Author Brian Selznick takes a unique approach in "Wonderstruck"

Brian Selznick
Brian Selznick is author of "Wonderstruck" and "The Invention of Hugo Cabret."
MPR Photo/Euan Kerr

Author Brian Selznick has been practicing how to describe "Wonderstruck," a 600-page novel that takes a new approach to storytelling.

"I guess I usually say it's about two kids who run away to New York, 50 years apart, and one story is told entirely with pictures, and one story is told entirely with words, and the two stories weave back and forth," Selznick said. "I usually say both of the kids are deaf, and I sort of leave it at that."

Selznick said when he first thought of telling two tales simultaneously in text and pictures, he knew he needed the right subject. Then he saw the documentary "Through Deaf Eyes" which includes an educator who described deaf people as 'the people of the eye.' He latched onto that.

"There were a lot of things interesting me at the time as well," he said. "The history of museums, and ideas about New York City. And Minnesota, as well, ... became a very central part of the story."

When visiting the Natural History Museum in New York, Selznick always found himself drawn to a diorama featuring two wolves bounding across a moonlit lake. It represented Gunflint Lake in northeastern Minnesota. He came to Minnesota and took a research trip up the Gunflint Trail.

"I had this idea that it might be interesting to write a story about a kid from Gunflint Lake who comes to New York, having never been there before, and finding this diorama of the place where he's from," he said.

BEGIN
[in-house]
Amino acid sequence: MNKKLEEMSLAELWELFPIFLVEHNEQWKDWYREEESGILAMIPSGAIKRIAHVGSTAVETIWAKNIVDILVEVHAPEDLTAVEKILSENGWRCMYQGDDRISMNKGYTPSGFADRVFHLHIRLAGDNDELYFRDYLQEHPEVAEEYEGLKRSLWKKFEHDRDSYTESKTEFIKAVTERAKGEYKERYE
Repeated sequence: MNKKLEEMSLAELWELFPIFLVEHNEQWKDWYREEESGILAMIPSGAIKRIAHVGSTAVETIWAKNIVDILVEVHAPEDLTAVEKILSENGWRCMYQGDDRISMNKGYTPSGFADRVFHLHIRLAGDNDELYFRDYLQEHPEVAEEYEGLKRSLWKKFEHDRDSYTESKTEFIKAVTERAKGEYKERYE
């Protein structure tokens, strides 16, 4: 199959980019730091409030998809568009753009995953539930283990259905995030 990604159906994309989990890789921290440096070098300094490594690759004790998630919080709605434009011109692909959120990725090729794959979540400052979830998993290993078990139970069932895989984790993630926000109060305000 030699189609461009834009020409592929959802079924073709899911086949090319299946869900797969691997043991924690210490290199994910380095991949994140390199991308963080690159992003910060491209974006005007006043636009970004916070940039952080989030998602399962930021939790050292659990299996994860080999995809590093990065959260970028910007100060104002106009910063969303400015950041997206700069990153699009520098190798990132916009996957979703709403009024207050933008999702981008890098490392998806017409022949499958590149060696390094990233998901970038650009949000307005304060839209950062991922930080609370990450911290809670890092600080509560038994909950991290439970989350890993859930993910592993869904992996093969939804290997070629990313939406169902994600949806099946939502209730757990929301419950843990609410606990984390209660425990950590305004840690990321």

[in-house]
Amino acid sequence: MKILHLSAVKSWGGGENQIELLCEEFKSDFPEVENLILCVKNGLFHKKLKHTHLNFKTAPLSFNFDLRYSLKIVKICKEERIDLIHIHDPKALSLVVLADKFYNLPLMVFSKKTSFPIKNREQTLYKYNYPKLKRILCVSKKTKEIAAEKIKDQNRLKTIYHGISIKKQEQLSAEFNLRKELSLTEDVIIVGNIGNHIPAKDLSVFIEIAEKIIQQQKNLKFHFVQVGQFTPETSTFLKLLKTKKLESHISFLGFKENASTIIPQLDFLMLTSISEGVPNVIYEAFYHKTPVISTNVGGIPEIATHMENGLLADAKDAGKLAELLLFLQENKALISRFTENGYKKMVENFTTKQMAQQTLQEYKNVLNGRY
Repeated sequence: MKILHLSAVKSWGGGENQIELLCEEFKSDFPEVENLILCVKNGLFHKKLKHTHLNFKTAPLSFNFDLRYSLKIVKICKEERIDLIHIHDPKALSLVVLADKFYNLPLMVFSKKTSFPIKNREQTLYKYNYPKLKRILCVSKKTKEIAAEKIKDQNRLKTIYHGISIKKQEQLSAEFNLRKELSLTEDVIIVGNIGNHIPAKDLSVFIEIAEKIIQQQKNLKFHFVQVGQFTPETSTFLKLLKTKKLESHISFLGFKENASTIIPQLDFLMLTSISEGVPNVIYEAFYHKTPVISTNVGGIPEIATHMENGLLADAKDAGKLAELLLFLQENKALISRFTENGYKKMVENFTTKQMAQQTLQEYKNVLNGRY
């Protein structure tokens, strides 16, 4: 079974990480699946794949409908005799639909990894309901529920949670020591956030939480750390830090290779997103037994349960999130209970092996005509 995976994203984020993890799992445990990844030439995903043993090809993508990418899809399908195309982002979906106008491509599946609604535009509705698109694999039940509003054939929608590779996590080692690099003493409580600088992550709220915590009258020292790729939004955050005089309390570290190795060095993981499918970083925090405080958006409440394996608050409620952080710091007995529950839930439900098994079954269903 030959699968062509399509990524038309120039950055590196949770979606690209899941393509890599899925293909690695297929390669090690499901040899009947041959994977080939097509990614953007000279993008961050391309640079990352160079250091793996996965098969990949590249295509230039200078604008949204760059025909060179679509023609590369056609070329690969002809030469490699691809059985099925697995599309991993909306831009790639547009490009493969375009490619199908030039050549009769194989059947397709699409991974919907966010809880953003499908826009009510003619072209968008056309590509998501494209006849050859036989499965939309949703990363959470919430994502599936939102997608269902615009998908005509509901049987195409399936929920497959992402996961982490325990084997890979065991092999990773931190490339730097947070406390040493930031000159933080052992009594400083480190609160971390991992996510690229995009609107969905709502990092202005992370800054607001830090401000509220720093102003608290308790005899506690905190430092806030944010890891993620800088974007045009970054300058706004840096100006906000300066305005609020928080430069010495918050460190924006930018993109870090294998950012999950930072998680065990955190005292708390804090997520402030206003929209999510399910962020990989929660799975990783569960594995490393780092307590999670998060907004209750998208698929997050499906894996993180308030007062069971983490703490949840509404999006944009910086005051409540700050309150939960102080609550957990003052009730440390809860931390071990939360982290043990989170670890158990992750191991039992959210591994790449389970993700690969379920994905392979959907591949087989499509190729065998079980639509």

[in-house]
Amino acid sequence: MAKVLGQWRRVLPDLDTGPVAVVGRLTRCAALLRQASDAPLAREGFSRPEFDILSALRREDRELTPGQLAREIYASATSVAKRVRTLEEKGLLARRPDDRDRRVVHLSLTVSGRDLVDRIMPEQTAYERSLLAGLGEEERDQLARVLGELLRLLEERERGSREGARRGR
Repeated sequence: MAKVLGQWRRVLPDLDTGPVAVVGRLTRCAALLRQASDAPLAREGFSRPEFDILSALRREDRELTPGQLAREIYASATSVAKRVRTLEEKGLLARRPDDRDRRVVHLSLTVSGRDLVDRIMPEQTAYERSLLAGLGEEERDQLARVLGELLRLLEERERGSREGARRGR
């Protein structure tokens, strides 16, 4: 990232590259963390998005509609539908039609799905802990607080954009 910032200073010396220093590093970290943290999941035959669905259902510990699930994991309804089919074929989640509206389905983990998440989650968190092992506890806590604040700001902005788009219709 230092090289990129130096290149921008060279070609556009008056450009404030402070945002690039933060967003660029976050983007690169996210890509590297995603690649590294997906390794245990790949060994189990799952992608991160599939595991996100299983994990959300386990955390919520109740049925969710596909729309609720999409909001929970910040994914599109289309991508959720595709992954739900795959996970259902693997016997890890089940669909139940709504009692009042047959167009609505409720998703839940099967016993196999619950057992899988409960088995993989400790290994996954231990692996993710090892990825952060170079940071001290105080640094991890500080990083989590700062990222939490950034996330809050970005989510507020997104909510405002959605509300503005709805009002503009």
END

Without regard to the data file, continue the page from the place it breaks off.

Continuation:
The boy called Ben also realizes he's been dreaming about these two wolves, and sets out to find out why. Selznick set Ben's story in the 1970s and then began layering it with references to the place, and the time. For example, Ben's mother loves David Bowie's song "Space Oddity."

Meanwhile, Selznick was developing the other story, in pictures, about a girl called Rose living in Hoboken, N.J. in the late 1920s.

It took some juggling to tell the two tales simultaneously. For example at one point Ben is caught in a lightning storm at Gunflint Lake, and Selznick really wanted to draw the lightning. But he could only do that in the all-illustrated story about Rose. He decided maybe she could see lightning on the screen in a movie.

"I needed a reason for her to go to a movie theater, so I thought, 'well, maybe she's obsessed with this actress,' so I made up this actress called Lillian Mayhew," he said. "But then I needed a reason for her to be interested in this actress and that became a central part of her plot. But all of this happened because I wanted to draw lightning for Ben."

"Wonderstruck" is at its base about two young deaf people trying to make sense of a hearing world. Selznick knew this had to be handled sensitively. He wrote the story after extensive research and interviews. He also had his work checked and double-checked by members of the deaf community. He is requesting sign-language translators at his readings such as the one Monday at 6 p.m. at the Roseville Barnes and Noble, and Tuesday at Open Eye Figure Theater in Minneapolis.

When he gets finished with his tour, it'll just about be time for the release of "Hugo," the movie based on his bestselling book "The Invention of Hugo Cabret." While that is a single story, it's also told with lots of illustrations. Selznick thought it was unfilmable, but then Martin Scorsese called to say he wanted to make a 3D adaptation. Given that Hugo is about the early days of film talkies, which many saw as a gimmick, Selznick appreciates the way history is repeating itself.

"Here we have in 2011, this brilliant director using a new technology that is looked on as a gimmick, and experimenting with it in a way that reflects that time period as well as even earlier when [George] Méliès was making his films and film itself was new," Selznick said.

And when that's all done, Selznick will sharpen his pencils to write and draw another book.